Top 6 Things You Didn't Know about Dog in the Manger

Lope De Vega, 17th Century Badass/Honey Badger

6.  Slapstick! Literally

The term slapstick comes from a device used in commedia dell’arte. It features two wood slats and a handle, when the two slats are hit against each other it produces a slapping noise. It has been used for centuries to stage hilarious hijinks. Perk up your ears to here it used in Dog in the Manger!

5. Super-Heroic Costume Design

French photographer Sacha Goldberger created this gorgeously detailed interpretation of the Green Lantern as a 16th century portrait model. In fact, he did a whole series of comic book and Star Wars heroes. This series influenced some of costume designer, Karen Gilmer’s gorgeous designs. 

4. The Scenic Design was Inspired by Cartoons

Animation background artist, Maurice Noble, inspired an infusion of whimsical fun into Dog in the Manger’s scenic design. Noble was a prolific, Oscar winning artist who did work for Disney, Warner Bros, MGM, and a number of Dr. Seuss films. 

3. The Play is Set in Naples

This is the Plaazzo Reale Napoli (Royal Palace of Naples) Located on the Western coast of Italy, Naples was under the rulership of Spain for two centuries. Fun facts about Naples: it is located right next to Mount Vesuvius, the Neapolitan people rebelled against the Spanish Inquisition coming to town and the city is credited with inventing pizza. Thanks, Naples!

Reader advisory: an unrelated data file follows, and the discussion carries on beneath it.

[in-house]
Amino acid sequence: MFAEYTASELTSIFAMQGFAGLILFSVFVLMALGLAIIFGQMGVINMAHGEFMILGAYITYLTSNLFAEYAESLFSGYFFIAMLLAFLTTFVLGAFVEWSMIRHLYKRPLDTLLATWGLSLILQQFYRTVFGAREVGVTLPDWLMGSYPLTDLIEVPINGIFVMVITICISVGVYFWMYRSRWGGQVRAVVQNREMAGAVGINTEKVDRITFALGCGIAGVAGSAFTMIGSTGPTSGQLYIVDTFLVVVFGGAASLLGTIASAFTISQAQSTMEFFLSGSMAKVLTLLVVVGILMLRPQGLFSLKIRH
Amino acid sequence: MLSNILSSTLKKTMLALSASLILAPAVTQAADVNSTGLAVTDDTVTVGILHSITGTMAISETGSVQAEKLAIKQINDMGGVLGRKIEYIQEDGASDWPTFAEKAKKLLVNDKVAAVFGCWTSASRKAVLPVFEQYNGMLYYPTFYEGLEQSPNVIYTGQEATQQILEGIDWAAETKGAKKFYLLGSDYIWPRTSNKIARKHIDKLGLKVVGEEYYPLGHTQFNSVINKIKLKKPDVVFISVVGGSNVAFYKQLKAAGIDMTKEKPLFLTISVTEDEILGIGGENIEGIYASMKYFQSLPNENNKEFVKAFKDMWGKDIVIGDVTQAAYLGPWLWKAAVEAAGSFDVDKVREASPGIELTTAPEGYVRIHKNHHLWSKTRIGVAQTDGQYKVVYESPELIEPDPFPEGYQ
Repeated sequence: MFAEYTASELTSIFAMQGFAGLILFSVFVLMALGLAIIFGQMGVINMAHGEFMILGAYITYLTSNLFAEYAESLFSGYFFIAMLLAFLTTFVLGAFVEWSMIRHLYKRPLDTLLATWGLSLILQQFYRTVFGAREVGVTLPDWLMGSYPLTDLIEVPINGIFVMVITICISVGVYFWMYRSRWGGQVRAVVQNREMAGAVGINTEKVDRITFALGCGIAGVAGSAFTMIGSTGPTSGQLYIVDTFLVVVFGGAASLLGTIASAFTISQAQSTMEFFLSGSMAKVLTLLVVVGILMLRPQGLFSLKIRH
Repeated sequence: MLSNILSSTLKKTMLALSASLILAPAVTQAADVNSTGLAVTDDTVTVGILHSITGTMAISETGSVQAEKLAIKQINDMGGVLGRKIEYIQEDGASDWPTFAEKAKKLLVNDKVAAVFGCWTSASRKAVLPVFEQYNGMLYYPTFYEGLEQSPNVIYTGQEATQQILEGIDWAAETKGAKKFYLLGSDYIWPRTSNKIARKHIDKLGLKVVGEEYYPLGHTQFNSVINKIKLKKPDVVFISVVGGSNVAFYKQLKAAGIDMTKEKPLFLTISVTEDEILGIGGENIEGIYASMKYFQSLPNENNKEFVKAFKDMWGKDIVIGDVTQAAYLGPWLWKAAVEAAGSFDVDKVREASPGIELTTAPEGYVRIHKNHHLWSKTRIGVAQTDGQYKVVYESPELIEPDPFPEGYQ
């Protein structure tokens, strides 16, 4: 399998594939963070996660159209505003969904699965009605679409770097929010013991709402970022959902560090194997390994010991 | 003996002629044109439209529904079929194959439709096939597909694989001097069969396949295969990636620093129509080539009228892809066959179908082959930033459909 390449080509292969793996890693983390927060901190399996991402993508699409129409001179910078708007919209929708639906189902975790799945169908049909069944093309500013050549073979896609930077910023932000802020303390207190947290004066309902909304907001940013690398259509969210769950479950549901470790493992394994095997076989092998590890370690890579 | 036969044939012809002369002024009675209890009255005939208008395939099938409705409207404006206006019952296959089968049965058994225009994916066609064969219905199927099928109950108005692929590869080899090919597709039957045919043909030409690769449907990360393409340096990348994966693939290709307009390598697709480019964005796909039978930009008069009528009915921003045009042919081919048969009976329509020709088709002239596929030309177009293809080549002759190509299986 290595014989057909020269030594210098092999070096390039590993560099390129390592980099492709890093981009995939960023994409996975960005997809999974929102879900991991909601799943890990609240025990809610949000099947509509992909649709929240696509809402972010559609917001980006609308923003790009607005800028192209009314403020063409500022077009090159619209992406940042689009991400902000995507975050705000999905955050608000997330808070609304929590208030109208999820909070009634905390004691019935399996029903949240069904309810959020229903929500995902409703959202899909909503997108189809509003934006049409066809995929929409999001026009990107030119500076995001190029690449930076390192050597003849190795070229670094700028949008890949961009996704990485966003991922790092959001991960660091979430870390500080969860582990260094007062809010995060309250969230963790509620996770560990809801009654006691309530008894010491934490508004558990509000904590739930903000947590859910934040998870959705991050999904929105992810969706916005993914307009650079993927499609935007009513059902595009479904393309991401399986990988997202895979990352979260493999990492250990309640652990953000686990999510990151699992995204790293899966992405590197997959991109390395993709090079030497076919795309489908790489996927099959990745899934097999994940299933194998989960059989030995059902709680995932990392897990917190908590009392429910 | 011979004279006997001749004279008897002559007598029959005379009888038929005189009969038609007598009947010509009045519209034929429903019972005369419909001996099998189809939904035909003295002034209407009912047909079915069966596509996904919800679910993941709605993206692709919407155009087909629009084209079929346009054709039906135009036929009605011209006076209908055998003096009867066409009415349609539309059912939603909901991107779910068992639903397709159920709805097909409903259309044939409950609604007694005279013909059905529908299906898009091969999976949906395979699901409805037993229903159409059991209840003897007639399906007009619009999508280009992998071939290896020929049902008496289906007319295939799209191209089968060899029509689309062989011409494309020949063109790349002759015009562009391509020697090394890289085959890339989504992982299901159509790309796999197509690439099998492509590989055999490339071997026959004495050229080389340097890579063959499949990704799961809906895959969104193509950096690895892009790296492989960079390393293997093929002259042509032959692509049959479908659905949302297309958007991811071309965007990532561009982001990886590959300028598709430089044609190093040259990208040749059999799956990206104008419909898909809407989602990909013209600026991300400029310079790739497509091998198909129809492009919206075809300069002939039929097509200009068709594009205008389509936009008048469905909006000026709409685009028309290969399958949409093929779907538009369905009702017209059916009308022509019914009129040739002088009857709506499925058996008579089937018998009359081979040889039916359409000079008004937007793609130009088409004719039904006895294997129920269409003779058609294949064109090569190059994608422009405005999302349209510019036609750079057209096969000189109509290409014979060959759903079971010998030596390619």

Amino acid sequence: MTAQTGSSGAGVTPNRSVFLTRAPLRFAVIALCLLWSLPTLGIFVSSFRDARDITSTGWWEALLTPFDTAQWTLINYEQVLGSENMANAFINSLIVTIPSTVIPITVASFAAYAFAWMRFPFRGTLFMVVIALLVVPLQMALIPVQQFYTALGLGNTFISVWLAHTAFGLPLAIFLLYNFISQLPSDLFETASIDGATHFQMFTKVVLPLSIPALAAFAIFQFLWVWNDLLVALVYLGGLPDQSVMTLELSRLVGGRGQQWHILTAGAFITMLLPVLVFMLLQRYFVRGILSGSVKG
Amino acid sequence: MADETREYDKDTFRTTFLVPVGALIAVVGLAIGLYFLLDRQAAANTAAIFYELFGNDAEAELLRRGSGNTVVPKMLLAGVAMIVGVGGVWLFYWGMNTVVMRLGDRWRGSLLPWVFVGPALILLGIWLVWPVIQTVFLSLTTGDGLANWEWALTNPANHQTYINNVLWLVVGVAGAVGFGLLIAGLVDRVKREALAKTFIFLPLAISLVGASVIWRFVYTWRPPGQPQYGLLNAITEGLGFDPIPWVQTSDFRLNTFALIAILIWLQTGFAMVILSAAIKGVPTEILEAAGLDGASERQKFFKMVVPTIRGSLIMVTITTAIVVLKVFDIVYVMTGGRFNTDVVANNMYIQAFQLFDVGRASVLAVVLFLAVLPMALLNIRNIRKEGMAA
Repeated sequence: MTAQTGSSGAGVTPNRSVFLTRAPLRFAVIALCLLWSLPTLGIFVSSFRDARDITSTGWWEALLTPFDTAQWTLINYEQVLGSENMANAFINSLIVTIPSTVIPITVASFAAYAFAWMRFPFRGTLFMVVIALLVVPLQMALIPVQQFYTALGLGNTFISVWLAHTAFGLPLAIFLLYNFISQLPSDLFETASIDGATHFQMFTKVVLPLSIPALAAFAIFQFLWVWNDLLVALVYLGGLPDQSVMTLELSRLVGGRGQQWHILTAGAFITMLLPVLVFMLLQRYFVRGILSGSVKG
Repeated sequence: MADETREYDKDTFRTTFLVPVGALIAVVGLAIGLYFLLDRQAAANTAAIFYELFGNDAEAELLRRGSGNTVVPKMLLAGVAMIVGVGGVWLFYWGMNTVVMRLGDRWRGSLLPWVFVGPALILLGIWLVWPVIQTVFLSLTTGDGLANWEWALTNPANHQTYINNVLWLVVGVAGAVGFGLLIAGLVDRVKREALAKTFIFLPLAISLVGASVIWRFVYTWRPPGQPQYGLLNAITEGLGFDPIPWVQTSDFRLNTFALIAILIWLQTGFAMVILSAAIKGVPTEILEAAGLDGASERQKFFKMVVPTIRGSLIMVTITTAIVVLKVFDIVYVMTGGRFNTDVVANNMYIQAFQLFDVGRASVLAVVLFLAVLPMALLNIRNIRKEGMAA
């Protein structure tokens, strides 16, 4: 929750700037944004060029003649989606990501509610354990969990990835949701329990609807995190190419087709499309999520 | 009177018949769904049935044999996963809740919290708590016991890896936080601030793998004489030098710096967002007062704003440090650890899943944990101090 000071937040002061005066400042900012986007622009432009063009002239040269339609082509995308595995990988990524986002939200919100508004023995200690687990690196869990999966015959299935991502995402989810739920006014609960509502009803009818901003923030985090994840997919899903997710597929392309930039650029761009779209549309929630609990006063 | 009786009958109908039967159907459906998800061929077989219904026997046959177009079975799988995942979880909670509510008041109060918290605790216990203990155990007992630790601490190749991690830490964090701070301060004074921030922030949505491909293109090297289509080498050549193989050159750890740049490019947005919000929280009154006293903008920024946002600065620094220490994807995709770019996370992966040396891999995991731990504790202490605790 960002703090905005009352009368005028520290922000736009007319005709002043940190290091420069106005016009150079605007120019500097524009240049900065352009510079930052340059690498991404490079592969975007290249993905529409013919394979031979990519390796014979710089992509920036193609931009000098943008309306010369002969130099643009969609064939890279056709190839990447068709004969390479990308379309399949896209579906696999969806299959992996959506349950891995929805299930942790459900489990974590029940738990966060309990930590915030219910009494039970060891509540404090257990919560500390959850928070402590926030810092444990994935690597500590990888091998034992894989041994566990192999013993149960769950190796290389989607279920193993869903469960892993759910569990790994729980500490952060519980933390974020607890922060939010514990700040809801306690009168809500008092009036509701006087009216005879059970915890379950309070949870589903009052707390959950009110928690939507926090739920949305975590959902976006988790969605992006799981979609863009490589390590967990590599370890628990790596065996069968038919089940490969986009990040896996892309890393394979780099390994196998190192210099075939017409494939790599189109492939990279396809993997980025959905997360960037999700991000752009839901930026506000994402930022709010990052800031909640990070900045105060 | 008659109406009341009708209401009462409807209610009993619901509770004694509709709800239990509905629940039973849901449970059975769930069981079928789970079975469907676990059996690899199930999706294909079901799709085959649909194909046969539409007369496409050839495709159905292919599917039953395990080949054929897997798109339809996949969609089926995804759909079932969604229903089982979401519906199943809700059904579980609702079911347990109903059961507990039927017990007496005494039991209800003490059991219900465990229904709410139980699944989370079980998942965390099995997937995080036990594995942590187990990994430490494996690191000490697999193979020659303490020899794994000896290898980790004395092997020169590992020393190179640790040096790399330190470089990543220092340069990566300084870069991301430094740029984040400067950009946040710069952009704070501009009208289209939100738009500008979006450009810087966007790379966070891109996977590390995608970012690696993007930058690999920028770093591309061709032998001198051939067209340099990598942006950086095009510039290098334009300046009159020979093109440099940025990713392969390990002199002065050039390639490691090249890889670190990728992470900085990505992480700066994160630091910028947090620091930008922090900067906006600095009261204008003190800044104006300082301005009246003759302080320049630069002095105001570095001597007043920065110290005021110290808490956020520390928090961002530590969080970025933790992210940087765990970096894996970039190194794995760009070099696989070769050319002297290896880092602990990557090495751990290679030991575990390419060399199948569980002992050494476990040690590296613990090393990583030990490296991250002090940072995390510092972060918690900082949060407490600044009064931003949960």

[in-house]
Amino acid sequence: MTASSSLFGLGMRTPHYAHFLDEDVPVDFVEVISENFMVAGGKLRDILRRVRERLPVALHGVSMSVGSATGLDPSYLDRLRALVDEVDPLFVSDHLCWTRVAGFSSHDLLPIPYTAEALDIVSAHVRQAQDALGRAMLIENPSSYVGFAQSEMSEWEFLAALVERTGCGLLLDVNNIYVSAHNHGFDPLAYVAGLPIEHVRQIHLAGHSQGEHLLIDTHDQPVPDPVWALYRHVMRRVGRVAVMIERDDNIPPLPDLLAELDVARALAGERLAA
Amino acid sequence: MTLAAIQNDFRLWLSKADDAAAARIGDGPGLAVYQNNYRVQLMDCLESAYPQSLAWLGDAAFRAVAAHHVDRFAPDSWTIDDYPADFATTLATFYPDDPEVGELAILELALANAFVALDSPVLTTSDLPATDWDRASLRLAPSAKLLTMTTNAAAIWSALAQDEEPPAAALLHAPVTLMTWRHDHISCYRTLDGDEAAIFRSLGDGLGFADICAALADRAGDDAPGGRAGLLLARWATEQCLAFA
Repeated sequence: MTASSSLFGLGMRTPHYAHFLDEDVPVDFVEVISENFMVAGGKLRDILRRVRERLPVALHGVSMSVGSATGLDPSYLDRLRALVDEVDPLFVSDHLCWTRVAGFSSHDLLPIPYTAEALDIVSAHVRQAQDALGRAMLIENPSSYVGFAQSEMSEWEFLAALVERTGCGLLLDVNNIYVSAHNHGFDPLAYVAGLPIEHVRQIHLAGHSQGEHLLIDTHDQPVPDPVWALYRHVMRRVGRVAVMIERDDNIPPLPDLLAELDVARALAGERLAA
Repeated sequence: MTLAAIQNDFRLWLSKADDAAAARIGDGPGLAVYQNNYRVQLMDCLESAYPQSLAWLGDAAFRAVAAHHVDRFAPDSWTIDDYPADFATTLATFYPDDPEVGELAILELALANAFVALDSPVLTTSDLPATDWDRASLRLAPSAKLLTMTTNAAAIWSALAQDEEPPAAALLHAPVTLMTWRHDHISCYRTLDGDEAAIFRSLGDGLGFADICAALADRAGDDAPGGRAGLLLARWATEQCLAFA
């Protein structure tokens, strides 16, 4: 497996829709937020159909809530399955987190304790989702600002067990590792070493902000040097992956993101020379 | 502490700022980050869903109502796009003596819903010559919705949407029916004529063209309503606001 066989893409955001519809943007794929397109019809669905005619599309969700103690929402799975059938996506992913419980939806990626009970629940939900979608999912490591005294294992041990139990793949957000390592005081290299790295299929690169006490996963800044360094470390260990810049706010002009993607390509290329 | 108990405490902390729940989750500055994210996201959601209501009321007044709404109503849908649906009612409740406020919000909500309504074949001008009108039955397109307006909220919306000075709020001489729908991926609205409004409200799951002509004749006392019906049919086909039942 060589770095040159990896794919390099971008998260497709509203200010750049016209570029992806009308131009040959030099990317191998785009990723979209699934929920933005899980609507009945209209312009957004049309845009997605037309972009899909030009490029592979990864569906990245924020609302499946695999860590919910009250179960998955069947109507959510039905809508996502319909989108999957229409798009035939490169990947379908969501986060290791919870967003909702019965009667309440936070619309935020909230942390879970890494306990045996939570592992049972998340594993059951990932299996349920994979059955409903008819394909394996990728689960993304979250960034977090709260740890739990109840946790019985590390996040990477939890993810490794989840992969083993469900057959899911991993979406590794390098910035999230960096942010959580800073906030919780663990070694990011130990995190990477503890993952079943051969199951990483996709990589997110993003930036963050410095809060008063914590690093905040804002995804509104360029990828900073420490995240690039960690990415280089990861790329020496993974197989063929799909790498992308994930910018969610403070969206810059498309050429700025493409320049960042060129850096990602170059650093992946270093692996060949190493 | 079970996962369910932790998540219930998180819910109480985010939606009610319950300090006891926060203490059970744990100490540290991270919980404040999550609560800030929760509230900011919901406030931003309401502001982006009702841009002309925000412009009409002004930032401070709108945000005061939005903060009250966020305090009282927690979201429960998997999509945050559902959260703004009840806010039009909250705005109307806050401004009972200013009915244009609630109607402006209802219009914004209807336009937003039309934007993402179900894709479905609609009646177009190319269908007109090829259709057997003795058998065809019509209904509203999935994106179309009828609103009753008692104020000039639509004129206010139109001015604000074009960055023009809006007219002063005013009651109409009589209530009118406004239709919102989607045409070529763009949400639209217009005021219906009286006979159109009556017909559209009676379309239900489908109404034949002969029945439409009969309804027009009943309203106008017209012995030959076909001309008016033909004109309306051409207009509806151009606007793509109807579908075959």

2. Dog in the Manger is Not About Dogs

Okay, you probably already knew that, but the title is actually comes from a fable that dates back to ancient Greece. Although it is typically attributed to Aesop, there is no mention of it in the original Greek descriptions of his work. The story does appear in John Gower’s 1390, Confessio Amantis:

Though it be not the hound’s habit
To eat chaff, yet will he warn off
An ox the commeth to the barn
Thereof to take up any food.

1. Lope de Vega was a 17th Century Badass

Lope de Vega’s career began early. By the age of five he was reading and writing Spanish and Latin, and by 12, he had written his first play. At 14, he dropped out of school to join the military and fought at sea with the Spanish Armada. When his wife cheated on him, Vega got into a fistfight with the woman’s family.  Yes, her family.  The fight was so epic, he ended up exiled from Madrid.

But much like the majestic honey badger, Vega took his exile in stride. It wasn’t long before this John McClane of Spain was back in the Spanish Armada, fighting the English. During one devastating battle, Vega’s ship was one of few to return back to port, and afterwards he was allowed to return to Madrid, where he focused on his writing.

He found his writing being heavily influenced by religion, so he did the logical thing and joined the priesthood. He sort of skimmed over the whole vows of celibacy part of the deal, however.  Vega had a number of affairs, and eventually took even a wife and had children.

In his 73 years of life, Vega wrote about 3,000 sonnets, 3 novels, 4 novellas, 9 epic poems, and about 1,800 plays.   (For comparison: Shakespeare only has 40 plays attributed to his name, and that’s if we count the lost ones.)